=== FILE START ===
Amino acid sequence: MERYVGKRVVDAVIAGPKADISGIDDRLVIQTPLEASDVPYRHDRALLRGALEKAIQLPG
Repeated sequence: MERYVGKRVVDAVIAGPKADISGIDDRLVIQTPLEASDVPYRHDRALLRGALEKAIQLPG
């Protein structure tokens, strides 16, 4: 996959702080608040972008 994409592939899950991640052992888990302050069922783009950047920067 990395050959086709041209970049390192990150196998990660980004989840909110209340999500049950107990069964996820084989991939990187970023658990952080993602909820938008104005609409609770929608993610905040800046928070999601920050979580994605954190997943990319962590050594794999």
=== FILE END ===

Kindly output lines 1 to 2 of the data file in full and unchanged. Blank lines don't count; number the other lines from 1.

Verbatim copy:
Amino acid sequence: MERYVGKRVVDAVIAGPKADISGIDDRLVIQTPLEASDVPYRHDRALLRGALEKAIQLPG
Repeated sequence: MERYVGKRVVDAVIAGPKADISGIDDRLVIQTPLEASDVPYRHDRALLRGALEKAIQLPG